From 4 to 7 p.m. today, January 21, the Denver Classroom Teachers Association is hosting a vigil at the Denver Public Schools administration building, at 1860 Lincoln Street, "to honor all of the DPS students, families and staff who have been or will be directly impacted by COVID in schools."
The timing of this event isn't coincidental. Many secondary schools in the Denver district are returning to in-person instruction starting next Monday, January 25, on a hybrid basis before moving to in-person teaching full-time a week later, on February 1. But DCTA representative and high school teacher Charlie Gaare, who's written an open letter to the DPS administration, says the majority of educators at her facility aren't comfortable being back in the classroom at this point, and won't be until after the staff can be vaccinated — which isn't supposed to start happening until March at the earliest under the state's shifting priority timetable.
This schedule is "putting the lives of the teachers and the students' families in jeopardy for something that isn't necessary, and not what they had before," maintains Gaare, who asked that her school not be identified because her comments apply generally to secondary schools in Denver and beyond. "Students are going to be sitting in a classroom, but for a lot of them, it's going to be less of a positive experience, for a lot of different reasons, than what they're experiencing now."
According to Gaare, a recent survey showed that just over 30 percent of her colleagues were comfortable coming back to school for in-person learning right now, with more than 67 percent preferring not to do so.
These ratios are basically reversed when it comes to students' desire to be back in their school, Gaare acknowledges, with most wanting to return. But within those percentages, there's a disparity between "want versus need," she says.
"There are definitely students who need to come back, because their parents have a lot of kids and that's putting a burden on them, or they have a poor wi-fi connection — reasons like those," she explains. "But that's different from just wanting to come back — and most of the students who want to come back don't know what they're going to be getting."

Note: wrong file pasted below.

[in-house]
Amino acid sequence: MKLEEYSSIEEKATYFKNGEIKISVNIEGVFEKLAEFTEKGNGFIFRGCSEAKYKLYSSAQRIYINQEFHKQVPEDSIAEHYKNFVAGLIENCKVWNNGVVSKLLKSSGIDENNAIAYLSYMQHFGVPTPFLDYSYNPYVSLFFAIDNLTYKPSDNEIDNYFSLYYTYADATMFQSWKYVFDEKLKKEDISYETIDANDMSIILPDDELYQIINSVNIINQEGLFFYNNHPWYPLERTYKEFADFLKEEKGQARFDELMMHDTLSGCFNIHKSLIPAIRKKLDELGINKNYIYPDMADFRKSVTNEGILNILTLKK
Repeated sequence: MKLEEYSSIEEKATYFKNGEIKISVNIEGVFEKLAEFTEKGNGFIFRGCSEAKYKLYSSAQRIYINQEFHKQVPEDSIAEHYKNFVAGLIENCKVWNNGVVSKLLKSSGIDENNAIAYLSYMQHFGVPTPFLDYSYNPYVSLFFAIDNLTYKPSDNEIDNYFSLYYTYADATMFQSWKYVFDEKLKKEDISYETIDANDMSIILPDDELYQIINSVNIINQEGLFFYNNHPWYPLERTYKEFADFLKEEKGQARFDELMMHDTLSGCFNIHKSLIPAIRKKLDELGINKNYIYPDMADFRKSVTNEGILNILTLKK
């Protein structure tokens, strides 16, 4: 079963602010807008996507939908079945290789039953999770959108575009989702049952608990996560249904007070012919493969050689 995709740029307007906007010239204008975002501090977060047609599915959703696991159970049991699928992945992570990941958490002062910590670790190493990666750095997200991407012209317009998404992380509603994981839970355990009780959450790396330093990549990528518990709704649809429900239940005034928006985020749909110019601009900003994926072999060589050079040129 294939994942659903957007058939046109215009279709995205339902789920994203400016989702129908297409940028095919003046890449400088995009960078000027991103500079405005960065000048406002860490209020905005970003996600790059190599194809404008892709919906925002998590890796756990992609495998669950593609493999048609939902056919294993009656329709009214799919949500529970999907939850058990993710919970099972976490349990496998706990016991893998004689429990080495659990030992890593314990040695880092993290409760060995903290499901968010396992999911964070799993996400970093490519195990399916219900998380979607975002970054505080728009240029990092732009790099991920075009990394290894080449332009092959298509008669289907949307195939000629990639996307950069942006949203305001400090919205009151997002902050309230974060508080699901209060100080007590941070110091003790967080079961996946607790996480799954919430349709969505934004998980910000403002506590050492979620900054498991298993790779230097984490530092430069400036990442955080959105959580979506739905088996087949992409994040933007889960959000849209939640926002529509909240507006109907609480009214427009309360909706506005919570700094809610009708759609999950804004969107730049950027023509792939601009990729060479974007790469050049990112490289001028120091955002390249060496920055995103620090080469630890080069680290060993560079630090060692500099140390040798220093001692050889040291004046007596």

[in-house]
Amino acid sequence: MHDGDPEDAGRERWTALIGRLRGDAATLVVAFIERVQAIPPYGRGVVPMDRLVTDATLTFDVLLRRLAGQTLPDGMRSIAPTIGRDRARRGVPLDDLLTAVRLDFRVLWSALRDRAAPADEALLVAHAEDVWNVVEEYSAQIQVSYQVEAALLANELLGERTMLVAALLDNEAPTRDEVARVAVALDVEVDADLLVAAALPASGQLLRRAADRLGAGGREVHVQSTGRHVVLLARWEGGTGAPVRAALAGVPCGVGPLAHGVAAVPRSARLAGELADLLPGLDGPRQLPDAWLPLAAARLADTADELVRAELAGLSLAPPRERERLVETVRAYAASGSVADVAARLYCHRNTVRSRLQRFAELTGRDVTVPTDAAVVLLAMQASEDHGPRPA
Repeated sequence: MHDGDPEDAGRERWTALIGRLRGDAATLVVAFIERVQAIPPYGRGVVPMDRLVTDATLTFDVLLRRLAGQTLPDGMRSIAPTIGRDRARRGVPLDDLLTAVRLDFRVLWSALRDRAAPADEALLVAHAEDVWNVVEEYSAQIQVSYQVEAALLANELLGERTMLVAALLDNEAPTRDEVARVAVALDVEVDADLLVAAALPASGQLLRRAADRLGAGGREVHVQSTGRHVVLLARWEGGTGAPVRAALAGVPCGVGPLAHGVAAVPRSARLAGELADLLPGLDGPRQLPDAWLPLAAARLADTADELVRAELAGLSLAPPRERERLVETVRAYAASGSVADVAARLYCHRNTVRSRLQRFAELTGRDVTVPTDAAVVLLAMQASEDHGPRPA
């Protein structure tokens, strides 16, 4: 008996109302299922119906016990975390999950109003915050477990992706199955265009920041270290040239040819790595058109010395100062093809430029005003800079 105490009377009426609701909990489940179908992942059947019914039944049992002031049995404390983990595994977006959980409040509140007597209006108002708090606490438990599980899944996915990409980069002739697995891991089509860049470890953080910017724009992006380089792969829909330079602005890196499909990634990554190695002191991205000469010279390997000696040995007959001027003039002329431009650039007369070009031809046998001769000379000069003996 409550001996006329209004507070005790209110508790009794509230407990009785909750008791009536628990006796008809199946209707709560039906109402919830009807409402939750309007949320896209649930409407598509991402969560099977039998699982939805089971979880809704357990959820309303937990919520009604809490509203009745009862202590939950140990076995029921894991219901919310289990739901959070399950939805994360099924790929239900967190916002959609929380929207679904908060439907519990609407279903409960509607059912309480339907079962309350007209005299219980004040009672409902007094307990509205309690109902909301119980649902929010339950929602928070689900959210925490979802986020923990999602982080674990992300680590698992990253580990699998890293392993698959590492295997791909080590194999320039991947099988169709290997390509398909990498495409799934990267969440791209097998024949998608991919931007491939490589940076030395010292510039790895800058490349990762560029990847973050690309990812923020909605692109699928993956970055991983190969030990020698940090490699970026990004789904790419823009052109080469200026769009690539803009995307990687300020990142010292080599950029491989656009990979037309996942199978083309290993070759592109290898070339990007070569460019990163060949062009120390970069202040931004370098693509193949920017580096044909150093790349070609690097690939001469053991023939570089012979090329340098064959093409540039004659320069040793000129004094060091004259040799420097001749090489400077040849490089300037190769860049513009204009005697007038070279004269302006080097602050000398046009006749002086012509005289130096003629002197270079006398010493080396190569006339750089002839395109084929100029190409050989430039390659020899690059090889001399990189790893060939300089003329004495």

Based on the instructions that DPS teachers have been given, Gaare continues, "Student desks will be facing forward, at least three feet apart, and they're not allowed to work in groups unless they're doing it on the computer. Teachers are not allowed to get within three feet of them, and we cannot hand out material to them — and they cannot hand work back to us. We can't even give them books."
The impact on so-called "specials" is likely to be even larger, she contends: "In art classes, there are no hard materials, and in music classes, the students won't be allowed to sing or play instruments — so a lot of music teachers will have to be teaching theory instead. And there will be similar things in speech and debate classes. Students are not going to be able to give oral presentations because of concerns about the virus spreading."
Of course, remote education has its drawbacks, too — but "for the instruction they're going to get under the circumstances we have now," Gaare says, "education in person and remote education are going to be equal in a lot of cases."
So why the rush to get back to in-person instruction when vaccines are on the way? Politics, Gaare believes. "There's pressure from the community to get kids back into school, and that affects elected officials," she suggests. "But our specific guidelines are such a bastardization — that's the best word I can come up with — of the guidelines from the CDC [the federal Centers for Disease Control and Prevention]. We're in a situation where kids in a lot of places will be getting a subpar education once we get back, but also an unsafe environment in which that's going to happen, in secondary schools especially. Elementary school teachers are in a bad spot, too, but the virus is three times more likely to spread in high schools than elementary schools."